Between 2nd November 1940 and 15th May 1944, Bristol was subjected to a series of bombing raids. Six of these were on a huge scale, causing considerable damage across the city. During the period 1,299 civilians were killed. Over 85,000 properties were destroyed with much of the city centre, including 6 historic churches, suffering total wipeout.
The main defence against air attack was heavy anti aircraft artillery. Today, it is possible to visit the sites of some of the key batteries. One of the most famous was the 6 gun heavy battery on Purdown Hill. The third picture above shows the mountings in No. 1 gun emplacement. The site is in a disgraceful condition. The emplacements are behind wire as is the ammunition store (though the latter can be explored with a little ingenuity). Eye witness accounts tell of 'Purdown Percy' making a cacophony of noise as the 6 guns opened up on incoming Luftwaffe aircraft.
236 Battery, 76th HAA Regiment at Portbury
The top two pictures are from the site of Bristol No.2 Heavy Anti Aircraft battery which can be found close to the town of Portishead. The battery was sited on the coastal plain with good line of sight over the port complexes at Portbury and Portishead. There is much to see on the site today. The original sentry box & guard house (albeit 'augmented' by post war camouflage paint), the ammunition store, 4 numbered gun positions, deep bunkers and the vehicle store with inspection pit. Remarkable that I've only just found this facinating site which is just a few miles from my home.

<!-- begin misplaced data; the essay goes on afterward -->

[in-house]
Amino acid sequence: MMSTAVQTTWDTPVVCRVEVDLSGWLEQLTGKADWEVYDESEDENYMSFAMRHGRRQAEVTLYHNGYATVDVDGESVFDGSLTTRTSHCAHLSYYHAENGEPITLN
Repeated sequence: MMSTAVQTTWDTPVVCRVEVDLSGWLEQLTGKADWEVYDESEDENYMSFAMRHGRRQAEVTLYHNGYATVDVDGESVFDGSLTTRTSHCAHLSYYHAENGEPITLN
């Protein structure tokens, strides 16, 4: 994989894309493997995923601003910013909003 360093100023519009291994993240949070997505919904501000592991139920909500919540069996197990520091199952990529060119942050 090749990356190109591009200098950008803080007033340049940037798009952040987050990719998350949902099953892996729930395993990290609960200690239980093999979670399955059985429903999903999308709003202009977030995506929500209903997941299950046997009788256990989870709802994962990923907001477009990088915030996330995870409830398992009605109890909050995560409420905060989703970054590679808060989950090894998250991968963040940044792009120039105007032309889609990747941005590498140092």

Many of the casualties from the Bristol bomb raids are buried at Greenbank Cemetery in Fishponds (above). The top picture shows a plot dedicated to civilian victims of the bombings. It is a poignant place. The military casualties are buried nearby in a separate plot - British, Commonwealth, Italian and Polish alongside German aircrew shot down in the Bristol locality.
Combining my interest in military history and my passion for field walking. This web site is a fairly arbitrary collection of photos and stories from various battlefield walks undertaken in the company of a small group of like-minded friends. I write this stuff for my personal enjoyment and, if others are interested, then that's a bonus. You can follow me on Twitter @wtbattlefields if you want to. If you share my interest then I will follow you back!
Clevedon Military History Walk
Click the map to download the map and a step by step guide